Apoptosis in chronic adult periodontitis analyzed by in situ DNA breaks, electron microscopy, and immunohistochemistry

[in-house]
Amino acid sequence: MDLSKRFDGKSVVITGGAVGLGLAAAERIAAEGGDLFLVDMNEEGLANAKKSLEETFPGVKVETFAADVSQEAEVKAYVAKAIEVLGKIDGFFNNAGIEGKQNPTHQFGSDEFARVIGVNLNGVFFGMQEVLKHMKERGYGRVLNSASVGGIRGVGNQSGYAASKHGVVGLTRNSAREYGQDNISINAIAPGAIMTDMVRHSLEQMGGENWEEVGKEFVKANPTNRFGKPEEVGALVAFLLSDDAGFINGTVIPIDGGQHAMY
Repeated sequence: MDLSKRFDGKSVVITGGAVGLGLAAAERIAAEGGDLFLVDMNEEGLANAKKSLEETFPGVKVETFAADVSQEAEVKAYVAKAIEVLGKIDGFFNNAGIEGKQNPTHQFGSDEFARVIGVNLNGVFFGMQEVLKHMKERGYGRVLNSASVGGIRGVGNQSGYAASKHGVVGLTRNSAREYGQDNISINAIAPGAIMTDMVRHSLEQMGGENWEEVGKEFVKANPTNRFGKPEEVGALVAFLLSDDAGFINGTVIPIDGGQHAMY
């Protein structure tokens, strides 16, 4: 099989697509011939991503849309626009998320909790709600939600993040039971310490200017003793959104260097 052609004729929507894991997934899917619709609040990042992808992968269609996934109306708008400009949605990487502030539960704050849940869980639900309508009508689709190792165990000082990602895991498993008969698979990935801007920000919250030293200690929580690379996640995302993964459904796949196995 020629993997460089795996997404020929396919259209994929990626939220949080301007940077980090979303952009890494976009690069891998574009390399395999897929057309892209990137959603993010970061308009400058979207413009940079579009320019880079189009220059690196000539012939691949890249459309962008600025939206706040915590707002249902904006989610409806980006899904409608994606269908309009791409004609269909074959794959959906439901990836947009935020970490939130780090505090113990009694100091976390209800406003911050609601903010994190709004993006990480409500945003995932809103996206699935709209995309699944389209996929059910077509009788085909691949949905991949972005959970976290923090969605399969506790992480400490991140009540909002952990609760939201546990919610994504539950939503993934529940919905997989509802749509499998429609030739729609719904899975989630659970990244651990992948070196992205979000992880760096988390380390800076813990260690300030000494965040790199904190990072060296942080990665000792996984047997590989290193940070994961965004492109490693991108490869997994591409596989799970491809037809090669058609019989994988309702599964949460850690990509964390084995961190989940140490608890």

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Background: Apoptosis is an evolutionary form of physiological cell death. Previous studies suggest that apoptosis is involved in the pathogenesis of periodontal diseases. Therefore, we studied the apoptotic events in the gingival tissue of chronic adult periodontitis patients. Methods: Gingival tissue biopsies from 22 patients with chronic adult periodontitis and from 11 healthy controls were obtained. Criteria for patient inclusion in the periodontitis group were a minimum of 14 natural teeth, excluding third molars, with at least 10 posterior teeth; 5 to 6 sites with probing depth ≥5 mm; attachment loss ≥3 mm; and extensive radiographic bone loss. The control group included healthy subjects with no prior history of periodontal disease. Apoptosis was determined using the terminal TdT-mediated dUTP-biotin nick end labeling (TUNEL) technique; electron microscopic analysis; and expression of Caspase-3, Fas, FasL, Bcl-2, and p53 by immunohistochemistry. Results: TUNEL-positive cells and cells exhibiting chromatin condensation by electron microscopy were observed in the inflammatory infiltrate of biopsies obtained from periodontitis patients. Most of the TUNEL-positive cells belonged to neutrophil cell populations as they were stained with anti-myeloperoxidase. Positive staining for active-caspase 3, Fas, FasL, and p53 was only observed in the inflammatory infiltrate from periodontitis biopsies, whereas Bcl-2 cells were present in both periodontitis patients and healthy controls. Conclusions: Our findings establish that apoptosis is induced in the periodontal tissue by host and microbial factors and support the hypothesis that apoptotic mechanisms could be implicated in the inflammatory process associated with gingival tissue destruction observed in adult periodontitis patients.